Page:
What are these classes intended to do? Are you trying to build some View Models for a GUI application? Have you considered the Layout, workflow and data which you want to include on your UI? Do you know what information you want to be displayed in your reports? Do you know how the Reflection data will be processed/filtered? Have you captured a clear set of requirements/user stories for the app? Do you have a target platform or UI framework for the app? – Ben Cottrell May 23 '17 at 7:10
  • 1
    (many reports, performance) So, you start by solving a problem that likely does not exist because 1.OS read caching and 2.You are asleep when it runs, sure to create a lot of noise and room for errors. Get your logic straight first, and then, if you feel you need to speed it up, put some buffer in front of it that STILL does not have to be a class hierarchy but can be just a simple proxy object. – Martin Maat May 24 '17 at 5:47
  • 2
    @Cyassin I am saying you do not know if this is an issue yet and that you do not need your own class tree to trim down a couple of collections to just the items you are interested in. If the filtering would appear to be expensive you could try to speed it up or buffer some results but it seems to me you are not there yet and you are waisting your time on stuff that is somehow more appealing. – Martin Maat May 24 '17 at 6:47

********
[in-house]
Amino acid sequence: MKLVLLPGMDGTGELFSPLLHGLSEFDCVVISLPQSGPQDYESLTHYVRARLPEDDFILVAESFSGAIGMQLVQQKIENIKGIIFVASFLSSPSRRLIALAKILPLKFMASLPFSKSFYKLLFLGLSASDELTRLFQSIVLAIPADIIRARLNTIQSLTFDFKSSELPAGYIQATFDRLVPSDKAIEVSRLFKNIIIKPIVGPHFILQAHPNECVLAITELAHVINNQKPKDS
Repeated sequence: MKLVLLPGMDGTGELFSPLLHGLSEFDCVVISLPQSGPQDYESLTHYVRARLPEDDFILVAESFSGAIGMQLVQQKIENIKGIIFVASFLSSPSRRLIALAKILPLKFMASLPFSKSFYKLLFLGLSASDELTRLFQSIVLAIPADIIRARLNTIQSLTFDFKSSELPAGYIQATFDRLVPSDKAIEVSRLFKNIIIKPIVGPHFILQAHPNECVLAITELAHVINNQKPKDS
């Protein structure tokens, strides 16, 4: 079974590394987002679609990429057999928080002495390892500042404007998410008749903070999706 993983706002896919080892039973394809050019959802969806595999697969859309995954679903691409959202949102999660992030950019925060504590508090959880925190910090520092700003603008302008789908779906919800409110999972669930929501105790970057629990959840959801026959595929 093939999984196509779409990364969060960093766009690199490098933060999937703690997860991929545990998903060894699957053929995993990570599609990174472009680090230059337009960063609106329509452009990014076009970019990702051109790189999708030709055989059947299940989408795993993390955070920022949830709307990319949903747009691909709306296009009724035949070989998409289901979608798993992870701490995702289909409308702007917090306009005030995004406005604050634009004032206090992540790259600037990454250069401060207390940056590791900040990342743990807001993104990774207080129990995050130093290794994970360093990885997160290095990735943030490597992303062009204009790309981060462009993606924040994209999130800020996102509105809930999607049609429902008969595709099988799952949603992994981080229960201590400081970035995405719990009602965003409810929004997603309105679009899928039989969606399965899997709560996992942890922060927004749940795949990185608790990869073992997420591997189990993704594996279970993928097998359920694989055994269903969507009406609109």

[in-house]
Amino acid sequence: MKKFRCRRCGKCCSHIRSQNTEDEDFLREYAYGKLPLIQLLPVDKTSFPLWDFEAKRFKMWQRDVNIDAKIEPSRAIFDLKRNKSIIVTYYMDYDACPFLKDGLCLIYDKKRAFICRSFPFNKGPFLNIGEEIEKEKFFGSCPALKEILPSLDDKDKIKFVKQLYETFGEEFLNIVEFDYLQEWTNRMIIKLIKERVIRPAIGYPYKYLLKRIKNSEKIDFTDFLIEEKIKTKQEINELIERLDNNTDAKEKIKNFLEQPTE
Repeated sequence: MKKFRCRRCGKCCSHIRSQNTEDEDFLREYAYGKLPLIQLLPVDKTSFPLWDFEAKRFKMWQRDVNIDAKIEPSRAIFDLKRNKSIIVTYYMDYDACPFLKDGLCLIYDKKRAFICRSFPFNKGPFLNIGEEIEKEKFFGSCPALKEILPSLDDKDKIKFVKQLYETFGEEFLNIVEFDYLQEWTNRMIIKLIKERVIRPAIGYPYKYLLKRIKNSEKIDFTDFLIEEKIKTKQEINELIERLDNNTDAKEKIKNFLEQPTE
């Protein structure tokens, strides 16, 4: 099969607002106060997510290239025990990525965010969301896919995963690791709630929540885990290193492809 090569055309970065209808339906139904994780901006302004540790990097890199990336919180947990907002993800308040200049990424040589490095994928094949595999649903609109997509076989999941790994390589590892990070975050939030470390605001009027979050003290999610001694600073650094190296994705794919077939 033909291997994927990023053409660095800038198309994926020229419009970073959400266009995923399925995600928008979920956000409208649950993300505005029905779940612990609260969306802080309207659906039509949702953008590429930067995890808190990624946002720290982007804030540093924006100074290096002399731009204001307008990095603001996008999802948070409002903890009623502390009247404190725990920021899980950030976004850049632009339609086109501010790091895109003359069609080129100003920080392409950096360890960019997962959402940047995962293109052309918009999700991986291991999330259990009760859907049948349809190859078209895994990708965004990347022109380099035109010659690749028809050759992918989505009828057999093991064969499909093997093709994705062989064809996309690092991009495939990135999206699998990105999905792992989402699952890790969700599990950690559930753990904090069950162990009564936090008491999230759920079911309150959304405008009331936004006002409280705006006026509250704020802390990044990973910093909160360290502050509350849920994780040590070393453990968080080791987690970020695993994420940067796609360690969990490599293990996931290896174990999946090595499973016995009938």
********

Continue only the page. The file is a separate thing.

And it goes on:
1

I assume You are going to have some meta information in your context. Right?

So potentially you might end up with a "God-Context" class, if You will, try to put different concepts under the same umbrella. For instance, in the following example there are two concepts mixed: usage and checksums.

someClassInstance.Context.ReferencedBy
someClassInstance.Context.MD5
someClassInstance.Context.SHA

So instead of having one context its better to split. Something like that:

someClassInstance.Usage.ReferencedBy
someClassInstance.Checksum.MD5
someClassInstance.Checksum.SHA

In some scenarios it migt be an overhead to introduce a class per concept, so you can easily combine names and expose the concepts via properties

someClassInstance.ReferencedBy
someClassInstance.MD5Checksum
someClassInstance.SHAChecksum

In your particular case it would be

 public class Class
 {
        public string Name { get; set; }
        public List<Method> Methods { get; set; } = new List<Method>();
        public List<Tag> Tags = new List<Tag>();

        ...
        public string SomeContextSpecificProperty1 { get; set; }
        ...
        public string SomeContextSpecificPropertyN { get; set; }
  }

  public class Method
  {
        public string Name;
        public List<Tag> Tags = new List<Tag>();
  }

  public class Tag
  {
      public string Value { get; set; }
  }

If You want to introduce class per context, consider this

public class Assembly
    {
        public string Name { get; set; }
        public List<Class> Classes { get; set; } = new List<Class>();
        public List<Tag> Tags = new List<Tag>();
        public AssemblyContext Context { get; set; }
        public class AssemblyContext
        {
            public string SomeContextSpecificProperty1 { get; set; }
            //,,,
            public string SomeContextSpecificPropertyN { get; set; }
        }
    }